New food insecurity board launched to help fight hunger in Houston

Here's what we know.

HOUSTON – Houston Mayor Sylvester Turner and the city council approved the food insecurity board last week.

The food insecurity board is an amendment to the city’s charter that’s only been done a few times in the past 20 years.

City councilman Edward Pollard said the board will help find answers to big issues in our city.

Houstonian Janeshia Singleton lost her income when the pandemic began.

“It hit me hard. Now, you have to figure out what you’re going to do and how you’re going to get food,” said Singleton.

Dianey Vargas and her mother Consuelo said they have also been through some tough times. The family said when they would attend food giveaways, they could not get what they were looking for.

“Sometimes there weren’t even beans that we would eat in the canned food,” said Vargas.

The troubles many people were facing is one of the reasons councilman Edward Pollard of District J said the need for a food insecurity board was so great.

“We have people coming from different cultures, customs, backgrounds, everyone eats food differently and everyone has different dietary needs, so we need to think about that as a diverse city,” said Pollard.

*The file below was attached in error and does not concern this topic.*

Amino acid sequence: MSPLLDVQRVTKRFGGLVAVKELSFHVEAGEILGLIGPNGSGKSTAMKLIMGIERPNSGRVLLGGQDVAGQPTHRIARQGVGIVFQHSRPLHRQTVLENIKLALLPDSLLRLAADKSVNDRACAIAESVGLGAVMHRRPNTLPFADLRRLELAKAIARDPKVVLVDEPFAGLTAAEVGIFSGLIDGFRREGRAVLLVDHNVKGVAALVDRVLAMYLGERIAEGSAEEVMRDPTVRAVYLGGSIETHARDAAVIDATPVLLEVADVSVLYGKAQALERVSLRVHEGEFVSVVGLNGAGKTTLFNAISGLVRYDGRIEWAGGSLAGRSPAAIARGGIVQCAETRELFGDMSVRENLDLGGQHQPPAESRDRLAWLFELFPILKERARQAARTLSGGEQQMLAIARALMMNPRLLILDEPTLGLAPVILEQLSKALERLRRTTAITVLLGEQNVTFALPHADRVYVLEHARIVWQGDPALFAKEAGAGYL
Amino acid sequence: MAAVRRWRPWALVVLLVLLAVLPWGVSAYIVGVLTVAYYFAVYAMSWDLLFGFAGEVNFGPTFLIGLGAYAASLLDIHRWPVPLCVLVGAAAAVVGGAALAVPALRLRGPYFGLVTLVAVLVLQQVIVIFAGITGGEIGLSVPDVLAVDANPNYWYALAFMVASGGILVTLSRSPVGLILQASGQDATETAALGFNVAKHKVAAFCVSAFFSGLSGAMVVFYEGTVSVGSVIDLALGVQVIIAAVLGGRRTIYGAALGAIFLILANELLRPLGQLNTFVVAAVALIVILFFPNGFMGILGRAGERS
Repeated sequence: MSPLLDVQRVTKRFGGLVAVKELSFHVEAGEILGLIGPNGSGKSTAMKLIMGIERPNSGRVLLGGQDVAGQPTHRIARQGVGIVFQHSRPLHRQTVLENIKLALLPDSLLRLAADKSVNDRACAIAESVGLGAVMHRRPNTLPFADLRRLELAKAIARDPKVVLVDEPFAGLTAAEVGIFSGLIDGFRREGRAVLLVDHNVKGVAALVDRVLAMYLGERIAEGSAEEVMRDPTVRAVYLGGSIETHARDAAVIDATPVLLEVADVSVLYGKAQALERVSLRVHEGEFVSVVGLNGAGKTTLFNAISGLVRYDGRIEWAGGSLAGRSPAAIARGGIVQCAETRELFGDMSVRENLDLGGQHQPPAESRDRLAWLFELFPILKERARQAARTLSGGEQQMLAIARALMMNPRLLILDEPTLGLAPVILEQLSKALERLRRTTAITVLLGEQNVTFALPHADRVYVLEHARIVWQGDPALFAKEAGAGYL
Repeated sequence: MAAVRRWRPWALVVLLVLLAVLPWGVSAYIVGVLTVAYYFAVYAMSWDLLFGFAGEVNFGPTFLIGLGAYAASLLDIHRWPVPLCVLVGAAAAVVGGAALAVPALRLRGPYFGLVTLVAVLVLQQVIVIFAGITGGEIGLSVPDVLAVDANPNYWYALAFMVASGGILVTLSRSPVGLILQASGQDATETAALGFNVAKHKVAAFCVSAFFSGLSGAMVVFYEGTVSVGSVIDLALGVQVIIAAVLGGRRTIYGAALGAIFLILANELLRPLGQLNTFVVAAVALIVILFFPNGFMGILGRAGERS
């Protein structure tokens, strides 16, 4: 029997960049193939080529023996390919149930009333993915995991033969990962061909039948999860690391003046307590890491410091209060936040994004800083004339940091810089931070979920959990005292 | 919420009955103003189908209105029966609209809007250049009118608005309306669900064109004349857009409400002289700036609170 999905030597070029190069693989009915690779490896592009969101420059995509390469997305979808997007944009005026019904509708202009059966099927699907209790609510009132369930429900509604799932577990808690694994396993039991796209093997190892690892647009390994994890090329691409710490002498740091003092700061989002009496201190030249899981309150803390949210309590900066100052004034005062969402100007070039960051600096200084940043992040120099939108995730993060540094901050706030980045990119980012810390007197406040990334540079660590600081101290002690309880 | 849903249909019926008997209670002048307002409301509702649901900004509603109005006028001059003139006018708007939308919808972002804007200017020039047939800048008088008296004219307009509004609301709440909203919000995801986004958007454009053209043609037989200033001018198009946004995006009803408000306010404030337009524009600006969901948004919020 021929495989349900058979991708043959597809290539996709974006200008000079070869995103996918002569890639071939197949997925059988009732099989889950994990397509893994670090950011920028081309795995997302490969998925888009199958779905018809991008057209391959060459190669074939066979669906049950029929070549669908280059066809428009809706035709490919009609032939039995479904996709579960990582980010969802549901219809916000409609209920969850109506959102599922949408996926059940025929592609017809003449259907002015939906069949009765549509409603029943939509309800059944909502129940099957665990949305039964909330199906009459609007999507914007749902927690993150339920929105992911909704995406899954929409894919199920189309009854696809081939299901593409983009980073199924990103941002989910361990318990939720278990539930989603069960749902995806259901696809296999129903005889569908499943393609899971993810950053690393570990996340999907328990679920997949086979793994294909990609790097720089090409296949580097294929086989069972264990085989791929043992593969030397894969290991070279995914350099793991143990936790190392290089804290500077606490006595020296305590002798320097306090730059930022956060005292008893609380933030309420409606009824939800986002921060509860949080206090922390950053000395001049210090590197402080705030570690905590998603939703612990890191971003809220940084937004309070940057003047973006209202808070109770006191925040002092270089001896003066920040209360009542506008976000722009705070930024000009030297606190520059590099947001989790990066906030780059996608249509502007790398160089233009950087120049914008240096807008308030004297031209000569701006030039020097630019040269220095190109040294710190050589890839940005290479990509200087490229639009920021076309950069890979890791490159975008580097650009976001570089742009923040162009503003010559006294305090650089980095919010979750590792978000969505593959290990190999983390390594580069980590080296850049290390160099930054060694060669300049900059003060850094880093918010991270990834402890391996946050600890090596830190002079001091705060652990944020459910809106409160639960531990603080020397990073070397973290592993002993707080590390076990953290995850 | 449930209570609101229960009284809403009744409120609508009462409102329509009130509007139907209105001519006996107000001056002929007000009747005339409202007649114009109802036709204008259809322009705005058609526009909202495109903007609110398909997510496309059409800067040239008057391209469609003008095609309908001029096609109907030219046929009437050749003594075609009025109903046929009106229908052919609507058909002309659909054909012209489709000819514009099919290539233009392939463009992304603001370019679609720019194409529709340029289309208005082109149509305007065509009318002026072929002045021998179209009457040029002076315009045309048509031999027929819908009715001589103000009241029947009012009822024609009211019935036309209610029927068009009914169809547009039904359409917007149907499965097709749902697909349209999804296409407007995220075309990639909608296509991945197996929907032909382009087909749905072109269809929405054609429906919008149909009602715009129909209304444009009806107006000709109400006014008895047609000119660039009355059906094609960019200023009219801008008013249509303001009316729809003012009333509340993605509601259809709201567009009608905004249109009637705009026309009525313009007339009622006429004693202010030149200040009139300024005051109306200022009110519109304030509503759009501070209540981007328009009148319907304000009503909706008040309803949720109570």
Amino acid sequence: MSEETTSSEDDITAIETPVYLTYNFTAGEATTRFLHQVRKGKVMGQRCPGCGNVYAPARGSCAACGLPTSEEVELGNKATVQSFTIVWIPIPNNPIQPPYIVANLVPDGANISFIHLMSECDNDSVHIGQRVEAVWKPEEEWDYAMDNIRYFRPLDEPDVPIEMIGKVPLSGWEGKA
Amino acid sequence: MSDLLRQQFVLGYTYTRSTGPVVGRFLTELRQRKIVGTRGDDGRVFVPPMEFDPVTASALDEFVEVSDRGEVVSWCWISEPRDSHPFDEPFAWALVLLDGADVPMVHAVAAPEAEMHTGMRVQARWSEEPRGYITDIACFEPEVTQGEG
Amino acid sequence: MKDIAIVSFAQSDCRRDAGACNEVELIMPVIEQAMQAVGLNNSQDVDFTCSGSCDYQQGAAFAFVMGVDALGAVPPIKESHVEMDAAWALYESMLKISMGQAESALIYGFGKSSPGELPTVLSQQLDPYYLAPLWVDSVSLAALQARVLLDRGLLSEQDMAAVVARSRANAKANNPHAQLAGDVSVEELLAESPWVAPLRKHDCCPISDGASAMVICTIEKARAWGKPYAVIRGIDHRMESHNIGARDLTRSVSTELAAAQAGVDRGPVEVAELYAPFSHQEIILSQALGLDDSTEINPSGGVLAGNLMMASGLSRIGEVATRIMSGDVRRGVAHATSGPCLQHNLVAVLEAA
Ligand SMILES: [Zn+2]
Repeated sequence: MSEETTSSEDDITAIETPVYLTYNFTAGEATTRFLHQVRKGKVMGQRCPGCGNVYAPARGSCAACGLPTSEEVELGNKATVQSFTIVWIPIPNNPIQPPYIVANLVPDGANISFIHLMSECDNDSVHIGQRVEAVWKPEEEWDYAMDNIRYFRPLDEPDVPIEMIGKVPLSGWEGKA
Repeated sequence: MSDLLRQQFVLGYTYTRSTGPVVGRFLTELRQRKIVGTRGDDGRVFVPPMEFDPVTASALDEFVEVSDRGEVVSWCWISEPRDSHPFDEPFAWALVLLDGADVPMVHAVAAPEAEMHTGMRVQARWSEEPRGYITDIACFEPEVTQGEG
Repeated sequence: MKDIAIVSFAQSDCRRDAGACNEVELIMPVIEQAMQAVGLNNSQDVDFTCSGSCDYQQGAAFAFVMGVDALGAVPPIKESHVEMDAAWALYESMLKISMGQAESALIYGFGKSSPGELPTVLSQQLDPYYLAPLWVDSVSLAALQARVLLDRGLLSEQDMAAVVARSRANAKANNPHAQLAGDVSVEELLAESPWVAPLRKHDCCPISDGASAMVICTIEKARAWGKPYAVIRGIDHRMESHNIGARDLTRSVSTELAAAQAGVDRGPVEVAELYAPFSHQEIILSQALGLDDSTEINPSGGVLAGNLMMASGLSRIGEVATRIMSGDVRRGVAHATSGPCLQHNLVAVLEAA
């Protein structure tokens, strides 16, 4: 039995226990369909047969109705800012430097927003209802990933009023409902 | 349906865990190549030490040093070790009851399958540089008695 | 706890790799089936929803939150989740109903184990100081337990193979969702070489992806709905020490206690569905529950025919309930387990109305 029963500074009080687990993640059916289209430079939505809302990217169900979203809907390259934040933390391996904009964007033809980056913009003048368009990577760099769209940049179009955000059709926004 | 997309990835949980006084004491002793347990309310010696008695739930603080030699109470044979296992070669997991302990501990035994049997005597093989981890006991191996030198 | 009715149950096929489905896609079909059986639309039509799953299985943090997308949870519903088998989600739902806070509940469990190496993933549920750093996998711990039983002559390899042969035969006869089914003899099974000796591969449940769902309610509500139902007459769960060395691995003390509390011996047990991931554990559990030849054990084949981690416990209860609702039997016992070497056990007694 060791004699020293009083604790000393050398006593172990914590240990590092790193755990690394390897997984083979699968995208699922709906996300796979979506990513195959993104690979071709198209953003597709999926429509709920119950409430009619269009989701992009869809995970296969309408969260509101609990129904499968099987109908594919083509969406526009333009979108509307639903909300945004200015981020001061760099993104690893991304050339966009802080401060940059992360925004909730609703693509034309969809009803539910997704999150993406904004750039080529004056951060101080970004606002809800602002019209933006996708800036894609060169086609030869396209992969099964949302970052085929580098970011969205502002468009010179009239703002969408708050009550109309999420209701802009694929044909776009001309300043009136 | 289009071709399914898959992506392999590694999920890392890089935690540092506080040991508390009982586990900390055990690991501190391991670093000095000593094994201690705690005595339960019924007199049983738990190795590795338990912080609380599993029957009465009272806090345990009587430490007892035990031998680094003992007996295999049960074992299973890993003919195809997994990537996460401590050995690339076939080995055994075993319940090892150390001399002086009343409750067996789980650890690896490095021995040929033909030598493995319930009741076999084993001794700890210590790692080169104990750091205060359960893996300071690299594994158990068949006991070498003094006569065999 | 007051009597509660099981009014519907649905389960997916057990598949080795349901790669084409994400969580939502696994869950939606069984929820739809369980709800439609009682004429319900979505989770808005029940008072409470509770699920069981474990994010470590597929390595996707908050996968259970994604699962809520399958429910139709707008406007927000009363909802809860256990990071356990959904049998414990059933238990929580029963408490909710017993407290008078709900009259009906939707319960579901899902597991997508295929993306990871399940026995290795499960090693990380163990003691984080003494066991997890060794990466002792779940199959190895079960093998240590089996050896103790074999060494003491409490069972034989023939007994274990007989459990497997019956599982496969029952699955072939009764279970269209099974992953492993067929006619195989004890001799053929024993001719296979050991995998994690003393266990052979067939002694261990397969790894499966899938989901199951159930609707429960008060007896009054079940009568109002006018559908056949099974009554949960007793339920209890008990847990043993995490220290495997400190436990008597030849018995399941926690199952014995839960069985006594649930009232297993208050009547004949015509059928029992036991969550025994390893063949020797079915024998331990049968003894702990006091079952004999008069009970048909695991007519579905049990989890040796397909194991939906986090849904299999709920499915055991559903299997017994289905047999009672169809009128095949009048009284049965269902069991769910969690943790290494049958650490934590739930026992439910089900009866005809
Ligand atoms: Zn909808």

Last week, the Turner and city council approved an amendment to the city charter that would create Houston’s first food insecurity board.

In partnership with the Minaret Foundation, it will serve as an incubator to come up with policies and guidelines to better assist the community.

“The food insecurity board is important because we will put people who are involved in nutrition, health, non-profit, community all in one room,” said Pollard.

The board will be made of 19 members from different backgrounds and food experiences.

Lisa Helfman, Senior Director of Public Affairs at HEB, is one of those members. She created the non-profit “Brighter Bites” to help bring awareness to what she calls nutrition insecurity.

“We have the ability to look at all angles. We know our customers, we know the supply chain, we know the produce industry. We can synergies that in this history of what we’ve been doing to bring you all these viewpoints that other people might not have,” said Helfman.

The board will get input from families all across the Houston area, as well as, research what other cities do that works.

The board’s first meeting is on Wednesday, Dec. 8.


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